1 Chapter 20 Kingdom Fungi FUNGI: FRIENDS AND FOES TRAITS OF TRUE FUNGI True Fungi Are Eukaryotic, Spore- producing Heterotrophs with Chitinous Walls Most Fungi Have Bodies Called Mycelia Mycelia Compete Well with Bacteria ECOLOGICAL STRATEGIES OF FUNGI REPRODUCTIVE STRATEGIES FUNGAL ORIGIN, CLADES, AND GRADES True Fungi Are a Monophyletic Kingdom of Life Sexual Reproduction and Flagellation Define Traditional Phyla Fungal Systematics Is a Work in Progress Dikaryomycetes and Coenomycetes Are Grades of Fungal Evolution PHYLUM CHYTRIDIOMYCOTA PHYLUM ZYGOMYCOTA PHYLUM GLOMEROMYCOTA PHYLUM ASCOMYCOTA Ascomycetes Make Septate Hyphae and Conidia Ascomycetes Have a Short but Powerful Dikaryotic Stage There Are Three Main Types of Ascomata Many Ascomycetes Engage in Symbiosis Most Mitosporic and Dimorphic Fungi Are Ascomycetes PHYLUM BASIDIOMYCOTA Hymenomycetes Make Long-lived Dikaryons Hymenomycetes Make varied Fruiting Bodies Ballistospore Release Aids in Dispersing Basidiospores Many Ustilaginomycetes Cause Smut Diseases Urediniomycetes Cause Rust Diseases SUMMARY IN DEPTH: Microsporidia: Fungi in Disguise? IN DEPTH: The Hat Thrower
2 KEY CONCEPTS 1. Kingdom Fungi (the true fungi) is a monophyletic group of eukaryotic heterotrophs that reproduce with spores and have chitinous cell walls. The most familiar fungi are kitchen molds and mushrooms. The kingdom may include 1.5 million species, of which about 80,000 species have been named and described. 2. Some fungi destroy crops and stored food. Others are valuable decomposers or symbionts that cohabit with algae and cyanobacteria or assist plant growth. Baker's yeast is a fungus, and penicillin is a fungal product. 3. Most fungi develop a mycelium, composed of branching threads (hyphae) that collect nutrients and produce reproductive structures. Some fungi have a simpler thallus or live as microscopic unicells (yeasts). Dimorphic fungi make both mycelia and yeasts. 4. Many fungi make asexual spores to multiply and sexual spores for diversity. Exceptions include mushroom fungi, which use sexual spores to multiply, and mitosporic fungi, which have not been observed to reproduce sexually. However, nearly all tested fungi show signs of recent genetic recombination. 5. Two large phyla (Ascomycota and Basidiomycota) contain 95% of named species in kingdom Fungi and are informally called dikaryomycetes because their sexual life cycle has a unique dikaryotic stage. The remaining 5% of named species are divided between three phyla (Glomeromycota, Zygomycota, and Chytridiomycota) and are informally called coenomycetes because their hyphae lack the regular septation found in dikaryomycetes. 6. Kingdom Fungi excludes some organisms that traditionally are called fungi, and adds other organisms that were previously left out. New studies are changing classification within the kingdom.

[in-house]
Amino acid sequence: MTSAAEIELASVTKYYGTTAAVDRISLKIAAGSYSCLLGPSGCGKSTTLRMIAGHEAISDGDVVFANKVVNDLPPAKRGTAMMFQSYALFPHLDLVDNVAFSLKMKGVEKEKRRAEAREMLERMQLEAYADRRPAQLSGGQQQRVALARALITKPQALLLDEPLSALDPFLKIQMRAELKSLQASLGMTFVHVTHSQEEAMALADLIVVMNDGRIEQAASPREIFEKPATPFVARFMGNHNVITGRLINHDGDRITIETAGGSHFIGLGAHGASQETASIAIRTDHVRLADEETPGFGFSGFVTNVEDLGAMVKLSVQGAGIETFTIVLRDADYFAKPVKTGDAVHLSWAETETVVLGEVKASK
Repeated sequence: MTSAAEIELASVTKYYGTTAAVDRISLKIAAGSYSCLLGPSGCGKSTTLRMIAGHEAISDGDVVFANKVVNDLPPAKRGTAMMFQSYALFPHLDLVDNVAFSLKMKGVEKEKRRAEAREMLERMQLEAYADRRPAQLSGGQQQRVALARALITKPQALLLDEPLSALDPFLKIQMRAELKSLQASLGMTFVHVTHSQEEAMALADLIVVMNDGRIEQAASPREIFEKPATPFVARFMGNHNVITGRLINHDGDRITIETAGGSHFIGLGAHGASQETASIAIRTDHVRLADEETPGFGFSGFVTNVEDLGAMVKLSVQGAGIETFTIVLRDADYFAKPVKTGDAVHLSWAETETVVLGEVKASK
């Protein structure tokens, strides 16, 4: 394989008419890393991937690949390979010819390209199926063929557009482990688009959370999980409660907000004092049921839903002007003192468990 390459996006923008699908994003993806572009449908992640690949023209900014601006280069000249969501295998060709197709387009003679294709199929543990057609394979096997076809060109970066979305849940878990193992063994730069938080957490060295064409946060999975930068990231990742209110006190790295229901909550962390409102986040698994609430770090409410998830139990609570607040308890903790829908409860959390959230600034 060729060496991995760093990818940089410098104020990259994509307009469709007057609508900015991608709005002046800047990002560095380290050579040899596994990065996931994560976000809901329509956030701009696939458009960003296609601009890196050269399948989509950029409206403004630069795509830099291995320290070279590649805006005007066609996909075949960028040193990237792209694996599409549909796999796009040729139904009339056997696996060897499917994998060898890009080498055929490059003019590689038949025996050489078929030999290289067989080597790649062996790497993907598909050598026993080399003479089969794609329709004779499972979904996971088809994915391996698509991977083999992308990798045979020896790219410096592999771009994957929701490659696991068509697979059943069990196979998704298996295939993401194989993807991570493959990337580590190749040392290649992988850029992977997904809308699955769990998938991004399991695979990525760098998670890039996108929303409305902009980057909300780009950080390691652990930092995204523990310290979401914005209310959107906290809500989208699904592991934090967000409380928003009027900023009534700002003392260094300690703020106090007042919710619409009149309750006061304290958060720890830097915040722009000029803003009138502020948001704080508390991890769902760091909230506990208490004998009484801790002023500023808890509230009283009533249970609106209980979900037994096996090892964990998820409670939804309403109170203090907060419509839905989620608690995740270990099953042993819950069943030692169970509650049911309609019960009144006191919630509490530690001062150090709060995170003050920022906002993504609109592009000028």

3 20.1 FUNGI: FRIENDS AND FOES Everyone has met the fungi, for better or worse (Fig. 20.1). We all know about mushrooms and moldy food, but fungi are much more important than that. Many
- Spring '19
- partner, Zygomycetes, aseptate hypha